Gentile tyrannical leadership (Mk 10:42-10:42)

“Jesus called them.

He said to them.

‘You know

That among the gentiles

Those whom

They recognize

As their rulers,

Lord it over them.

Their great ones

Are tyrants

Over them.”

 

καὶ προσκαλεσάμενος αὐτοὺς ὁ Ἰησοῦς λέγει αὐτοῖς Οἴδατε ὅτι οἱ δοκοῦντες ἄρχειν τῶν ἐθνῶν κατακυριεύουσιν αὐτῶν καὶ οἱ μεγάλοι αὐτῶν κατεξουσιάζουσιν αὐτῶν.

 

There is something similar to this in Matthew, chapter 20:25, almost word for word, and Luke 22:25, but slightly different.  Mark said that Jesus called his 12 apostolic leaders to himself (καὶ προσκαλεσάμενος αὐτοὺς ὁ Ἰησοῦς) because of this dispute among them.  He said to them (λέγει αὐτοῖς) that they knew that among the recognized gentile rulers (Οἴδατε ὅτι οἱ δοκοῦντες ἄρχειν τῶν ἐθνῶν), the Romans and the Greeks, they lorded it over their people (κατακυριεύουσιν αὐτῶν).  Their great men acted like tyrants, exercising authority (καὶ οἱ μεγάλοι αὐτῶν κατεξουσιάζουσιν αὐτῶν).  Jesus explained that this autocratic power system, sometimes dictatorial, within the Roman Empire system was the way of the world.

 

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Polytheism

Polytheism is opposed to monotheism, since there is not one God, but many Gods.  In other words, there is not one transcendent ultimate God, but a series of many Gods.  Thus, many ancient religions, like the Greeks and Romans, had a variety of Gods for all occasions.  The Israelites were continually fighting against the variety of Baal Gods in Canaan.  Many ancient native religions also had a variety of Gods to answer their many questions.

The Israelite slave trade (Joel 3:5-3:6)

“You have taken

My silver,

My gold.

You have carried

My rich treasures

Into your temples.

You have sold

The people of Judah,

The people of Jerusalem,

To the Greeks.

You have removed them far

From their own border.”

Next Yahweh, via Joel, accused the Mediterranean coastal cities of stealing the silver and gold from the treasury of the Yahweh Temple in Jerusalem. They had sold the people of Judah and Jerusalem as slaves to the Greeks. Thus, they were removed far from their own border. This also assumes the Babylonian captivity.

The first campaign of Lysias (2 Macc 11:1-11:4)

“Very soon after this, Lysias, the king’s guardian and kinsman, who was in charge of the government, being vexed at what had happened, gathered about eighty thousand infantry and all his cavalry. He came against the Jews. He intended to make the city a home for Greeks. He intended to levy tribute on the temple as he did on the sacred places of the other nations. He intended to put up the high priesthood for sale every year. He took no account whatever of the power of God, but was elated with his ten thousands of infantry, his thousands of cavalry, and his eighty elephants.”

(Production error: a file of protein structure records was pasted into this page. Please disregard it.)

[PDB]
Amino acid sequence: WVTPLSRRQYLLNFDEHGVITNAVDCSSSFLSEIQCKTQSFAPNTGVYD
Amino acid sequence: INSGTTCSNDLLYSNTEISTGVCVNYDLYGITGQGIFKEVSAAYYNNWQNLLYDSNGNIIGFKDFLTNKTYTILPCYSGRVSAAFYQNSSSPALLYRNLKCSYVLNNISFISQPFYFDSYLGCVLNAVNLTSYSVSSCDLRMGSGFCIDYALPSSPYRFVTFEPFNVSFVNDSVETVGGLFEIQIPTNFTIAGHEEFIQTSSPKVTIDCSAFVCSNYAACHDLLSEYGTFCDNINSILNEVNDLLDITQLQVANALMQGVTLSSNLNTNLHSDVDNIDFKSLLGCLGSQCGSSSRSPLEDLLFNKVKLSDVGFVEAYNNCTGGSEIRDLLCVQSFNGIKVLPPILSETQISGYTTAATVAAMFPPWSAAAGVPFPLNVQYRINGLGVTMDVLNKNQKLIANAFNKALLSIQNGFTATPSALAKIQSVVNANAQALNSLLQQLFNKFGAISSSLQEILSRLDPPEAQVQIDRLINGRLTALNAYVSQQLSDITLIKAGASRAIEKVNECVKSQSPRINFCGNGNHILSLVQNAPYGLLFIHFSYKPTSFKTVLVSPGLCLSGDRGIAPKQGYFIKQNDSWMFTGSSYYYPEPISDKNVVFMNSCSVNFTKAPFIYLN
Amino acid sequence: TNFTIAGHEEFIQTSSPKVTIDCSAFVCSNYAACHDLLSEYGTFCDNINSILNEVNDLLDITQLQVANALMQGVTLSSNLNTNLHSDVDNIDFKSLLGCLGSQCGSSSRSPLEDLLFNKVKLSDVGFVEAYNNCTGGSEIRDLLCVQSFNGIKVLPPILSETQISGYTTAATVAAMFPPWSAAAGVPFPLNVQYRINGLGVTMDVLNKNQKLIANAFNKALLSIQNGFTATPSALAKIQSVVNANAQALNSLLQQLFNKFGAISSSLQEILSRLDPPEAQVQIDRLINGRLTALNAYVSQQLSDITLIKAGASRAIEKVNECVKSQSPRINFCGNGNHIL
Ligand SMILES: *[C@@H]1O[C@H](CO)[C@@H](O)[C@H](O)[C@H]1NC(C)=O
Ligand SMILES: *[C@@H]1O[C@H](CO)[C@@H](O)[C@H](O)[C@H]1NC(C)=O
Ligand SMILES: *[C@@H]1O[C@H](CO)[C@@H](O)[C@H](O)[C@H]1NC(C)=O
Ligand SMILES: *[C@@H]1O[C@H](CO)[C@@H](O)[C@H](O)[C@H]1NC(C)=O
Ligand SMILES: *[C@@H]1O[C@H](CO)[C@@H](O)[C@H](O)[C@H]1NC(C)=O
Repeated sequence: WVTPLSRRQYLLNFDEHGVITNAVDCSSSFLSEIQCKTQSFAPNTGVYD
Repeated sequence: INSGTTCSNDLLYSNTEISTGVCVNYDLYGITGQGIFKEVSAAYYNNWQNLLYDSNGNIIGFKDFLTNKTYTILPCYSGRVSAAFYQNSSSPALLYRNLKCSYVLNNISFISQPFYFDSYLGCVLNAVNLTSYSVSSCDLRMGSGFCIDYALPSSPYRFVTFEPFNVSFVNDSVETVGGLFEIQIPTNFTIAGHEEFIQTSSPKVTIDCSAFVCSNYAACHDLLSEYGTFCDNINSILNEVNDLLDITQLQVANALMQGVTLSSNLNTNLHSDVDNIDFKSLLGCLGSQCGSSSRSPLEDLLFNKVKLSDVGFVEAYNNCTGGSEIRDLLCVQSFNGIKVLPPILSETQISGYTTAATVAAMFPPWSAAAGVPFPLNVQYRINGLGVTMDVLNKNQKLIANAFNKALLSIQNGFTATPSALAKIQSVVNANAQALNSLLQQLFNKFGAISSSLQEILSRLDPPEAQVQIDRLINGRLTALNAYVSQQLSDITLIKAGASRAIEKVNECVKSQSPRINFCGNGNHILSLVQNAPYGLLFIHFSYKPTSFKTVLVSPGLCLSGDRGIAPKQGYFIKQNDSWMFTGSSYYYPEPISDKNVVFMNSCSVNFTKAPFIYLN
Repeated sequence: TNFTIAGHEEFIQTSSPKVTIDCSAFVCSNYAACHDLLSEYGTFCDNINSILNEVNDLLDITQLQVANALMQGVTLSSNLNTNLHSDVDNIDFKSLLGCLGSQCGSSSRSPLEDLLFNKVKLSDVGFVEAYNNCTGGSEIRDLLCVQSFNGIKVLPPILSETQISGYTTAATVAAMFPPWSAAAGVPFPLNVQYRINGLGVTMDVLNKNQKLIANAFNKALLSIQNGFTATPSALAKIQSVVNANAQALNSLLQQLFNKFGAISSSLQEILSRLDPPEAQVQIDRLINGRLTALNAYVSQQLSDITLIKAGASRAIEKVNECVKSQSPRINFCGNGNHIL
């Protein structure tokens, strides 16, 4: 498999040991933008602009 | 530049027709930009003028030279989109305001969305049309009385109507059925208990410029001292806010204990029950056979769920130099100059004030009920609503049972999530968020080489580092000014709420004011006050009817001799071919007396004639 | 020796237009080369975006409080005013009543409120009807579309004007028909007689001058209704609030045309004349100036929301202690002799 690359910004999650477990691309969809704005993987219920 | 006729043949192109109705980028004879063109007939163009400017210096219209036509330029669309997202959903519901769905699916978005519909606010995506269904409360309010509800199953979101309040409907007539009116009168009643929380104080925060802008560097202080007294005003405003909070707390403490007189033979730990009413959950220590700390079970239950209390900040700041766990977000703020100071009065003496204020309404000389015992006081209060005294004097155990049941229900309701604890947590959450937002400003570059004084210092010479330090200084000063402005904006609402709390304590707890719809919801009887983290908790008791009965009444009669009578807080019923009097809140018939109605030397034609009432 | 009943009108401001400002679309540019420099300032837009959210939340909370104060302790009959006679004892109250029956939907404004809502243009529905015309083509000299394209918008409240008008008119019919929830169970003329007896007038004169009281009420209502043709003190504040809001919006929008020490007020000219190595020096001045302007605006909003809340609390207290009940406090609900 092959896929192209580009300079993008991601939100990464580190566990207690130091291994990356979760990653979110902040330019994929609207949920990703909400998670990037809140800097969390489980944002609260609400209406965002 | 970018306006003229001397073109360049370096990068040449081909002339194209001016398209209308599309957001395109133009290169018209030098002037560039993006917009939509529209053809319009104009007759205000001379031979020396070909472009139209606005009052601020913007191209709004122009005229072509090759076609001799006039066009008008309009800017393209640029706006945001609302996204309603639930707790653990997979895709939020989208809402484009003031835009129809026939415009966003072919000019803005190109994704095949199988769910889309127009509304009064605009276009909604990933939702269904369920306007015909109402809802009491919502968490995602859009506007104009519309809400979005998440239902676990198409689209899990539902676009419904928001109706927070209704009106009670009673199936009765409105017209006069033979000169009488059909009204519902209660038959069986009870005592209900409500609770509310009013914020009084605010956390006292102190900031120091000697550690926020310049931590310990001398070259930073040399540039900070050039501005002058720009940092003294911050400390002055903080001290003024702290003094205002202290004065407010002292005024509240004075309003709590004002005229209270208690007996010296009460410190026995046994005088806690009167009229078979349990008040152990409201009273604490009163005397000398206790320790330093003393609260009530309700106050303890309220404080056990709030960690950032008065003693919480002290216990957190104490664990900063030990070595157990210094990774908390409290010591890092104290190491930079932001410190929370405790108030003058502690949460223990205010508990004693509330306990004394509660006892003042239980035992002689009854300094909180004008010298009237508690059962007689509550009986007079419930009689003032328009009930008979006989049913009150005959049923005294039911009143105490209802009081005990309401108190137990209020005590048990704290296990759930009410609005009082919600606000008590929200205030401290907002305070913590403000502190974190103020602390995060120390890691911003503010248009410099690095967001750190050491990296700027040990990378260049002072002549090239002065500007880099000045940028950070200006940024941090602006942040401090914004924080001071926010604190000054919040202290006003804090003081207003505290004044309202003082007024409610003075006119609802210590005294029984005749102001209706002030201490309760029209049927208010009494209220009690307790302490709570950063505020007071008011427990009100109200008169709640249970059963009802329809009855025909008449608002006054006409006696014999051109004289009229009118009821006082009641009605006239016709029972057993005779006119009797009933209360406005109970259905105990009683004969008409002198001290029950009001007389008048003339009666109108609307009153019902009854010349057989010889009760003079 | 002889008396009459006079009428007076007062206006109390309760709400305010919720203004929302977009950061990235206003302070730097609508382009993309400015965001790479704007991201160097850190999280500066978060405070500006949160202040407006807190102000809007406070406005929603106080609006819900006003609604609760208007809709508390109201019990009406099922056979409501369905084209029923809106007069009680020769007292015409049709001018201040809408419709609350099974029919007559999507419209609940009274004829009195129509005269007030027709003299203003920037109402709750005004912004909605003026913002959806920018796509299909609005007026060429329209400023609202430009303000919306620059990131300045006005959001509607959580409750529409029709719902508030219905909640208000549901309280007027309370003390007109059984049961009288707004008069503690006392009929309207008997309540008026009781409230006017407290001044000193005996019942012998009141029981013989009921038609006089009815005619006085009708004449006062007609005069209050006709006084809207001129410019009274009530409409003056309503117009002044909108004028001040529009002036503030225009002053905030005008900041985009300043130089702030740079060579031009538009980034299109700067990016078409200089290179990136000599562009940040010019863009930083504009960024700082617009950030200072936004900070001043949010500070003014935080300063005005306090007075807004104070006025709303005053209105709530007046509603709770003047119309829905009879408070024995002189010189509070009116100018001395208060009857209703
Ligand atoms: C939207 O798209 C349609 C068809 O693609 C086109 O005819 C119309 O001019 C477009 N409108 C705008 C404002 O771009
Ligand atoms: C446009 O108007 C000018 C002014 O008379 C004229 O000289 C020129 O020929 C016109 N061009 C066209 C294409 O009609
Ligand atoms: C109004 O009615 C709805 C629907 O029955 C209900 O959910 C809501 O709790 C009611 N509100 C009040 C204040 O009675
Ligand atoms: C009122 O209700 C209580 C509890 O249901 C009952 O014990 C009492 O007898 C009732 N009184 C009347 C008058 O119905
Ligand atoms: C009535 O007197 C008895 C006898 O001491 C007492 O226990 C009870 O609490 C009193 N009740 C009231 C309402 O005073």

Once again, this is similar to 1 Maccabees, chapter 4. However, there are some minor discrepancies. The chronology seems to be different here since this probably occurred before the rededication of the Temple in Jerusalem. This was a good description of Lysias, since he had been the guardian of the young King Antiochus V. He was, in fact, in charge of the government. He did not like that the Jews had been successful in the battle of Emmaus against Gorgias, as in 1 Maccabees, chapter 4. Here he has 80,000 infantry instead of 70,000. There is no number given to the cavalry here, but there in the other description it was 5,000. Here there is a mention of 80 elephants that was not mentioned there. Here there is the explicit mention that he wanted Jerusalem to be a Greek city that was not said in 1 Maccabees. Here there is a greater emphasis on the Hellenization of Jerusalem. He hoped that more money would come from the annual selling of the position of high priest as in the other pagan temples throughout the kingdom. Lysias was relying on his troops, cavalry, and elephants, and not the power of God that the Jews were relying on.

The death of Andronicus (2 Macc 4:35-4:38)

“For this reason, not only Jews, but many also of other nations, were grieved and displeased at the unjust murder of Onias. When the king returned from the region of Cilicia, the Jews in the city appealed to him with regard to the unreasonable murder of Onias. The Greeks shared their hatred of the crime. Therefore King Antiochus was grieved at heart and filled with pity. He wept because of the moderation and good conduct of the deceased. Inflamed with anger, he immediately stripped off the purple robe from Andronicus. He tore off his garments. He led him around the whole city to that very place where he had committed the outrage against Onias. There he dispatched the bloodthirsty fellow. The Lord thus repaid him with the punishment he deserved.”